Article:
Daniel: Yes. When you were presenting the slide on horrendous injuries, I was thinking that fighters train to be really tough and to push through pain. And so, perhaps they don’t respond to pain or injury as a normal person would, which would increase the odds of them experiencing a more serious trauma?
Mike: Oh, most definitely. I know these guys are goofballs in that they won’t ever, ever ask…you know, showing weakness is not something that’s part of their DNA. They’re all alpha males or alpha females, you know? And with that being said, it does set them up for some things. You have to tell them to stop. But now, if they have a groin pull, so they walking funny, all of a sudden the knee gets tweaked a little bit. So, with MMA people, you just have to be aware of what’s going on, what injury they have, and take care of it. Make sure they’re doings things properly. But I have a bunch of goofballs, there’s no doubt about it.
Dr. Pridham: And the last thing you wanna do is let them go into fight if you think that they’re not gonna…if that injury is gonna keep them from winning or from hurting themselves. If you see that that’s gonna be something that might set them up for a long-term pain then you definitely wanna have a talk with them and with the coach, and kinda advise against that.
Daniel: Okay. We’ve collected a few questions from the audience and I would like to get to those now. Either or both of you are cordially invite to address them. A doctor asks the following. I have patients in their 40s who play sports on the weekend like they’re still in college. Despite their injuries, they won’t stop and they expect me to fix everything that’s wrong with them. Are there one or two adjustments, or similar, that can make the biggest difference?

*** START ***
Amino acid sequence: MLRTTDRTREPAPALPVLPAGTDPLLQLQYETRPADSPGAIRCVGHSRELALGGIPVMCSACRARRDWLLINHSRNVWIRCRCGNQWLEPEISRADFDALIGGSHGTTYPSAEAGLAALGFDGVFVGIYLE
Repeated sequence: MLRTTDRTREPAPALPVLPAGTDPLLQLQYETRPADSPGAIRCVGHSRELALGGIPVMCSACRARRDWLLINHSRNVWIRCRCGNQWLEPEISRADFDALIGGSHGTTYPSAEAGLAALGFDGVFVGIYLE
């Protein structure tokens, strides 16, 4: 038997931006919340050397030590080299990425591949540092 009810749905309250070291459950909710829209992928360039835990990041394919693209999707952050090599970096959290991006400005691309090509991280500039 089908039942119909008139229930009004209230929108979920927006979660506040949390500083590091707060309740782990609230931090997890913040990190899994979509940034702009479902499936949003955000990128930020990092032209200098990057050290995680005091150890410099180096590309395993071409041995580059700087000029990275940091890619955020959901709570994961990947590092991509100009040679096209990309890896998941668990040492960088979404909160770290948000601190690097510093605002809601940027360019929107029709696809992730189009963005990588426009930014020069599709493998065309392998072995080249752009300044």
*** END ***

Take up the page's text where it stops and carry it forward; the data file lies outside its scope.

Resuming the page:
Dr. Pridham: That’s a great question and a lot of the times that does happen. People want…they hear miracle stories from us and they expect that miracle every time. I think if you’re adjusting and you’re not really getting that dramatic effect then you kinda wanna figure out what they can do in the meantime to help balance out their structures. So, I would look at everything from posture, and the position that they sleep, and see if there’s something that they’re doing to themselves repetitively that they can change. And that might be, like we talked about before, if they’re always doing something with the right, such as things like tennis, golf, or snowboarding that they try to balance out the other side.
As far as adjustments, or that silver bullet, it kinda depends upon what the issue is. But I found that for the most part the transitional segments between the cervical and the thoracic spine, the thoracic and the lumbar spine, and the lumbar and the sacral spine are usually the areas that if you only had one or two adjustments to do, I love the prone cervical CT junction adjustments because that helps balance out the neck and the upper back. And most people are really lacking in thoracic extension, for example. So, just really figuring out what the core of the issue is.